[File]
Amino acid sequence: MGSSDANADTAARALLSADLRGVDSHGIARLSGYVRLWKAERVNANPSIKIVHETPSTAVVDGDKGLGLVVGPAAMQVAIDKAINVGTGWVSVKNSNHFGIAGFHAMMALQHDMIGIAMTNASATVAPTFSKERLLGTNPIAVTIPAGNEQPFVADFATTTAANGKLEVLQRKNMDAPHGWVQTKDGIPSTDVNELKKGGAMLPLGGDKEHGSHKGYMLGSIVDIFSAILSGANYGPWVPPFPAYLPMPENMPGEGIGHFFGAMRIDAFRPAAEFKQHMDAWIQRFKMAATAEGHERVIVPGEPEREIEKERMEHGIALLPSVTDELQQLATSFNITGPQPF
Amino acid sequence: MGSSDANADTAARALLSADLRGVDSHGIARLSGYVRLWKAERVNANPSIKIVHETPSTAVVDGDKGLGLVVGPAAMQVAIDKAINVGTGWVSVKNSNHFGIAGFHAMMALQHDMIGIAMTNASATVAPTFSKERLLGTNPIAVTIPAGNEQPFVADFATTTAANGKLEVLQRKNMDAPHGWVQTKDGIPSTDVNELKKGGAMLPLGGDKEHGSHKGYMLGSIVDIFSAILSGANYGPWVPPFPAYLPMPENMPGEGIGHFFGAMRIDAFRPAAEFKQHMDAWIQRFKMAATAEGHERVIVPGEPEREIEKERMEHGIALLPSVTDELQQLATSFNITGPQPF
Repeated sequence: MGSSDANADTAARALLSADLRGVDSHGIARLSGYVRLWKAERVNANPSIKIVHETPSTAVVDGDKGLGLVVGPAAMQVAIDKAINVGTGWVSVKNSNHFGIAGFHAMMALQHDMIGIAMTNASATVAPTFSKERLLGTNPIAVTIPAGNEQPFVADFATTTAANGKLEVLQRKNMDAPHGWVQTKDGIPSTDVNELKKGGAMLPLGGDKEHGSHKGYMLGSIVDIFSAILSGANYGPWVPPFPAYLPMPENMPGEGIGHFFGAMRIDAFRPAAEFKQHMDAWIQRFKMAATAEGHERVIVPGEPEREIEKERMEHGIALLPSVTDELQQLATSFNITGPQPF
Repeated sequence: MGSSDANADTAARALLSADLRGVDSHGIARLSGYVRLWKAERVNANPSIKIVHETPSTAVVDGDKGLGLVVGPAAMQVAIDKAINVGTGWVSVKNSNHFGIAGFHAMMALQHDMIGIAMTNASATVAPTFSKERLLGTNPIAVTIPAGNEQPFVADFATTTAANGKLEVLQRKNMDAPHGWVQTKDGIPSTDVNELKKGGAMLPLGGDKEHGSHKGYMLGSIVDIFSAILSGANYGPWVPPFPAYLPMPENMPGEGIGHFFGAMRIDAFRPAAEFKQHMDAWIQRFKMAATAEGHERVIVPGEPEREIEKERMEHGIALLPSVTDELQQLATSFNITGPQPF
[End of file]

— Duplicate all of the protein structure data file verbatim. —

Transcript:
Amino acid sequence: MGSSDANADTAARALLSADLRGVDSHGIARLSGYVRLWKAERVNANPSIKIVHETPSTAVVDGDKGLGLVVGPAAMQVAIDKAINVGTGWVSVKNSNHFGIAGFHAMMALQHDMIGIAMTNASATVAPTFSKERLLGTNPIAVTIPAGNEQPFVADFATTTAANGKLEVLQRKNMDAPHGWVQTKDGIPSTDVNELKKGGAMLPLGGDKEHGSHKGYMLGSIVDIFSAILSGANYGPWVPPFPAYLPMPENMPGEGIGHFFGAMRIDAFRPAAEFKQHMDAWIQRFKMAATAEGHERVIVPGEPEREIEKERMEHGIALLPSVTDELQQLATSFNITGPQPF
Amino acid sequence: MGSSDANADTAARALLSADLRGVDSHGIARLSGYVRLWKAERVNANPSIKIVHETPSTAVVDGDKGLGLVVGPAAMQVAIDKAINVGTGWVSVKNSNHFGIAGFHAMMALQHDMIGIAMTNASATVAPTFSKERLLGTNPIAVTIPAGNEQPFVADFATTTAANGKLEVLQRKNMDAPHGWVQTKDGIPSTDVNELKKGGAMLPLGGDKEHGSHKGYMLGSIVDIFSAILSGANYGPWVPPFPAYLPMPENMPGEGIGHFFGAMRIDAFRPAAEFKQHMDAWIQRFKMAATAEGHERVIVPGEPEREIEKERMEHGIALLPSVTDELQQLATSFNITGPQPF
Repeated sequence: MGSSDANADTAARALLSADLRGVDSHGIARLSGYVRLWKAERVNANPSIKIVHETPSTAVVDGDKGLGLVVGPAAMQVAIDKAINVGTGWVSVKNSNHFGIAGFHAMMALQHDMIGIAMTNASATVAPTFSKERLLGTNPIAVTIPAGNEQPFVADFATTTAANGKLEVLQRKNMDAPHGWVQTKDGIPSTDVNELKKGGAMLPLGGDKEHGSHKGYMLGSIVDIFSAILSGANYGPWVPPFPAYLPMPENMPGEGIGHFFGAMRIDAFRPAAEFKQHMDAWIQRFKMAATAEGHERVIVPGEPEREIEKERMEHGIALLPSVTDELQQLATSFNITGPQPF
Repeated sequence: MGSSDANADTAARALLSADLRGVDSHGIARLSGYVRLWKAERVNANPSIKIVHETPSTAVVDGDKGLGLVVGPAAMQVAIDKAINVGTGWVSVKNSNHFGIAGFHAMMALQHDMIGIAMTNASATVAPTFSKERLLGTNPIAVTIPAGNEQPFVADFATTTAANGKLEVLQRKNMDAPHGWVQTKDGIPSTDVNELKKGGAMLPLGGDKEHGSHKGYMLGSIVDIFSAILSGANYGPWVPPFPAYLPMPENMPGEGIGHFFGAMRIDAFRPAAEFKQHMDAWIQRFKMAATAEGHERVIVPGEPEREIEKERMEHGIALLPSVTDELQQLATSFNITGPQPF